How to change your life!

I’m reviewing the final draft (actually, the pre-publication draft) of my new book.

But, I’m not happy with the current intro: it talks about the Roadmap To Riches, but that’s not really what this book is about. My next one, certainly, but not this one.

I just added an epilogue based on this post (almost word for word), and I want to do something similar for the introduction.

You see, I feel that while the subject of personal finance – a.k.a. money – is supposed to be entirely rational …

… it’s actually totally the opposite.

I believe that all discussions of money are entirely rooted in emotion, then our point of view is justified rationally.

The reason for this is that our lives and our money have become so intertwined that it’s hard … nay, impossible … to separate one from the other.

Don’t believe me?

Well, do you think you’re totally rational on the subject of money? Do you think that your life comes first, and money is only a tool?

Then let’s test that, right here, right now: you have 24 hours in an ‘average working day’, how do you spend it?

If you are anything like the average US worker, you spend an ‘average work day’ (that’s around 2/3 of the average year) sleeping, eating, and maintaining your house and your family.

You spend the bulk of what’s left (8.7 hours: the largest chunk of your day) earning money. Leaving a sliver of ‘life’ for you.

Now, think about how much of that tiny slice of life you then spend thinking, worrying, arguing, balancing and maintaining your money?

And, you’ll do this through the entire 40+ years of your working life 🙁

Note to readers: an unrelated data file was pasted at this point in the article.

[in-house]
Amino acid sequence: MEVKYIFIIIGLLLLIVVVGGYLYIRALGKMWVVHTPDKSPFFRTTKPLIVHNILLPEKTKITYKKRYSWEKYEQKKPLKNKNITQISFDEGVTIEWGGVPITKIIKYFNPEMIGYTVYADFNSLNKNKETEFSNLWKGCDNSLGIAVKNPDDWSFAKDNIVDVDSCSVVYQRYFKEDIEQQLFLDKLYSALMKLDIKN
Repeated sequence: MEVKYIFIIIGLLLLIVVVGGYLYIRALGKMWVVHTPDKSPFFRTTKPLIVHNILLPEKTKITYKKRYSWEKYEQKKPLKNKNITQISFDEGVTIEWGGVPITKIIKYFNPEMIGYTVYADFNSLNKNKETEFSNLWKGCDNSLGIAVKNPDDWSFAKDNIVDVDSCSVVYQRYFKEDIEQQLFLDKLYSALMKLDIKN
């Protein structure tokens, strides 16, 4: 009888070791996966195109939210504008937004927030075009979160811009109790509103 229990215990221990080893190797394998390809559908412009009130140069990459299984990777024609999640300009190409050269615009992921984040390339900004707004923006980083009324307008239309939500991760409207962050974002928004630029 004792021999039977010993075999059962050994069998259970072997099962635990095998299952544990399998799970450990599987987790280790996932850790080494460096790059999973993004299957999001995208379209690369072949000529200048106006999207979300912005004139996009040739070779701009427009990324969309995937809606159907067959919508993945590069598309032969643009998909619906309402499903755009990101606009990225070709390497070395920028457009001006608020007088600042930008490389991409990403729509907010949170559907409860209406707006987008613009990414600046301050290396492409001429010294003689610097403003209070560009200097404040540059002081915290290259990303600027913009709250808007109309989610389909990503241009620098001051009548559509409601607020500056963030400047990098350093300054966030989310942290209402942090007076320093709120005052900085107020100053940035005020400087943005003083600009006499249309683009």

I rest my case.

So, the angle that I want to take with my book’s intro is this:

If you were to script your life, would you choose:

– Study hard so that you can get a great job, and

– Work hard at the job – eking out the occasional high point (landing a big account, making the boss happy, bringing a new product to market, etc.) – just to earn money, and

– Spend what you have to just to support your family, saving the bulk of what’s left over just so you can retire at 60+ to do … what?

OR, would you script for yourself something like:

– Travel the world, and

– Live large on the world’s stage, and

– Give back to others,

… and, so on?

The restriction on the latter probably being money and time (and, if you had the money, you could create the time, right?).

My point?

Doesn’t it seem as though we live our lives according to money’s script …

… rather than putting money in it’s proper place, which is simply as a tool to support our Life’s Script?

What do you think? Am I on the right track?

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14 thoughts on “How to change your life!

  1. Nice post and yes I think you are on the right track here, money is definatly an emotional subject, that is why it is so hard to offer advice to someone floundering financially. Most marraiges that fail do so as a result of fighting about money as well so yeah a highly emotional subject. Our emotions also can be used to propel us forward or hold us back financially depending how we use our emotions when managing money. If we can seperate our emotions and look at the facts when it comes to money as a tool for our life script we are way ahead of the game!